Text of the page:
The papers in this volume are presented at the Workshop on Processing Historical Language, held in conjunction with the 40-year anniversary of NoDaLiDa, 22 May 2017 in Gothenburg.
While historical texts have long attracted interest from language historians and historical linguists, we have seen an increased attention to the problems particular to processing historical data from a computational perspective in the last decade or so. ‘Processing’ here entails a wide range of text processing tasks, such as creating electronic transcriptions and editions of manuscripts, constructing lexica, tagging, and parsing, as well as contentoriented processing such as semantic parsing and information extraction. The aim of the workshop is to bring together researchers working on processing historical materials with a particular focus on work that investigates the combination of datadriven and knowledge-driven modelling.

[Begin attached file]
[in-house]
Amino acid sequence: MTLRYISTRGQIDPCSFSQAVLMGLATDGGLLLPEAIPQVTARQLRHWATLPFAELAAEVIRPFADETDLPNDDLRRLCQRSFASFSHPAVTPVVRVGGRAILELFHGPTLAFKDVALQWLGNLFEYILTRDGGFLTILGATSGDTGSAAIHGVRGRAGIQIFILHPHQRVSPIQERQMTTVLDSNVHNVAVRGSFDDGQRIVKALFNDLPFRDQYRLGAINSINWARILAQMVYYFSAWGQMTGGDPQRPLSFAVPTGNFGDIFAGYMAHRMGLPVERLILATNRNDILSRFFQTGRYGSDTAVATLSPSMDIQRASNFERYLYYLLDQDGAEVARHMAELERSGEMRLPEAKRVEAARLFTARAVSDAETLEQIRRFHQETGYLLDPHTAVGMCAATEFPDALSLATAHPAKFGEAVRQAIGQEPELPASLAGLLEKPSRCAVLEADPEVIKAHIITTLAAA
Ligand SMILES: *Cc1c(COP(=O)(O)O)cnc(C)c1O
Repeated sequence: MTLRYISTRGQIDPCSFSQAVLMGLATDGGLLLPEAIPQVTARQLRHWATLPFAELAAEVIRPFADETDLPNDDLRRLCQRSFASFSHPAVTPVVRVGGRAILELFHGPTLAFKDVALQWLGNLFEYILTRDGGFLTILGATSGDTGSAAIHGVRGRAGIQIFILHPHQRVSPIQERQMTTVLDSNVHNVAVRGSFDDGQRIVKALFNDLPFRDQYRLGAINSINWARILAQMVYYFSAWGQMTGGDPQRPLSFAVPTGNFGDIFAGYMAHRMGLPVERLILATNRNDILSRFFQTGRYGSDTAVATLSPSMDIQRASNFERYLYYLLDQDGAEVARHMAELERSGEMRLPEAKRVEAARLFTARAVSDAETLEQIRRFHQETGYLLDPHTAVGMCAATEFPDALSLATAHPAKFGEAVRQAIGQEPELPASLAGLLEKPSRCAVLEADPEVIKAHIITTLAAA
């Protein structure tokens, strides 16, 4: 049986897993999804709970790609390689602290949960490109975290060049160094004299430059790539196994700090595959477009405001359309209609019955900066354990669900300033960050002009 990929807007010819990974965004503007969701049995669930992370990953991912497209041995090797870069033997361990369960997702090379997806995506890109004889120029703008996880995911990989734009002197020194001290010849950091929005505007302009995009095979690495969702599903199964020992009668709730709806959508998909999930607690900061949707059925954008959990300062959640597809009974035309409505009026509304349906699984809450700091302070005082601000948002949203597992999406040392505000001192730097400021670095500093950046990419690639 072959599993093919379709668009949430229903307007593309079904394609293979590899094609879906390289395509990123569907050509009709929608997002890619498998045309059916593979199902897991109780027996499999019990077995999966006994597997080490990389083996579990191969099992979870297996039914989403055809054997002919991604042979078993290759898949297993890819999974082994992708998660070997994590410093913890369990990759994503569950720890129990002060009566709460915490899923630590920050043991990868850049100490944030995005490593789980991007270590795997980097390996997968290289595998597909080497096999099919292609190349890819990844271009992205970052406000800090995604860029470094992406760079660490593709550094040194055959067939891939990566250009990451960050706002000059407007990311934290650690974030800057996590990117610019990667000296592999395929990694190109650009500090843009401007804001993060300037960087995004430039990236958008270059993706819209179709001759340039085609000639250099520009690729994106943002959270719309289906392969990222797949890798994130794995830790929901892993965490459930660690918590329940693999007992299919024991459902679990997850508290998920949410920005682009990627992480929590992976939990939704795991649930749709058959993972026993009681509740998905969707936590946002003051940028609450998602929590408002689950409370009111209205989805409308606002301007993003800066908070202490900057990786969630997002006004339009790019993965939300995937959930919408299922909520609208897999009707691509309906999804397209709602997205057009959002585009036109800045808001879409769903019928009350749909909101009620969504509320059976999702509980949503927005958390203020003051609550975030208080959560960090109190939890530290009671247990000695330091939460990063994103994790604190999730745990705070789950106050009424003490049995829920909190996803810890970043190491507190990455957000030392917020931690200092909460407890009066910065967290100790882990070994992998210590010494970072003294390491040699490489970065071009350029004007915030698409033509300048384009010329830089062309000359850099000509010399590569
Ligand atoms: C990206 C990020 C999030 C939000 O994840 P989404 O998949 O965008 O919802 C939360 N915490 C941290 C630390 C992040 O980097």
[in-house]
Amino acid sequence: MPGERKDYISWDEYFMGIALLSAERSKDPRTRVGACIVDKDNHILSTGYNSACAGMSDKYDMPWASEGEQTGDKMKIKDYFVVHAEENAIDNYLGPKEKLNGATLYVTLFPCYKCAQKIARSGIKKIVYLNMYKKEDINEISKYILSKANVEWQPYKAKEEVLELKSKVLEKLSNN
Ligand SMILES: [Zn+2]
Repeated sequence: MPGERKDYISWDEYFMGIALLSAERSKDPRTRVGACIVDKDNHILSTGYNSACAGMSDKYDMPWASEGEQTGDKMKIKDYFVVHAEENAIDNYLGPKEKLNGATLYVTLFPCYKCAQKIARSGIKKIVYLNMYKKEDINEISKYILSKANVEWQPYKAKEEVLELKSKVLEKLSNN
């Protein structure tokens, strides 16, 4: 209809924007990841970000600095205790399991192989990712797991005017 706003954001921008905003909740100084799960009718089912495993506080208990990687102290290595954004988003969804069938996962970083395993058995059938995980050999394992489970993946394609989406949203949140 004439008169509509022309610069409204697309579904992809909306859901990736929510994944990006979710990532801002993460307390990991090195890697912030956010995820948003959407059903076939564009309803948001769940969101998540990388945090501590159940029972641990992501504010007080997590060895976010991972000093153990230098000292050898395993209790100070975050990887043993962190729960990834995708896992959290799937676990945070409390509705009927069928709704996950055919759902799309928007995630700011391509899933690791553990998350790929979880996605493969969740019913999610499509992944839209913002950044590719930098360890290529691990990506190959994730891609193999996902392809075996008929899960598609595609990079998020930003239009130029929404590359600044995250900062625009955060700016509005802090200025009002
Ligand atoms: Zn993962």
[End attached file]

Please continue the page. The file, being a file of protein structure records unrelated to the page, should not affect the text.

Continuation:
We received 16 submissions, which were each reviewed (double blind) by three programme committee members. Because of the amount and quality of the submissions, the workshop, initially planned as a half-day workshop, was prolonged to accommodate 9 oral presentations.
The authors come from eight different European countries. The research presented at the workshop covers a range of topics related to historical materials, including spelling standardization, linguistic analysis, identification of text re-use, and data visualization. Featured languages are Dutch, English, Finnish, German, Icelandic, Latin, and Spanish, at varying historical stages. The programme also includes an invited talk by Stefanie Dipper, titled Variance in historical data: how bad is it and how can we profit from it for historical linguistics?
We are excited to have such a varied and inspiring programme and would like to thank the invited speaker, authors, and reviewers for their valuable contributions.
May 1, 2017
Gerlof Bouma and Yvonne Adesam
The workshop is organized as part of project MAÞiR – Methods for the automatic Analysis of Text in digital Historical Resources – funded by Marcus and Amalia Wallenberg Foundation, grant MAW 2012.0146.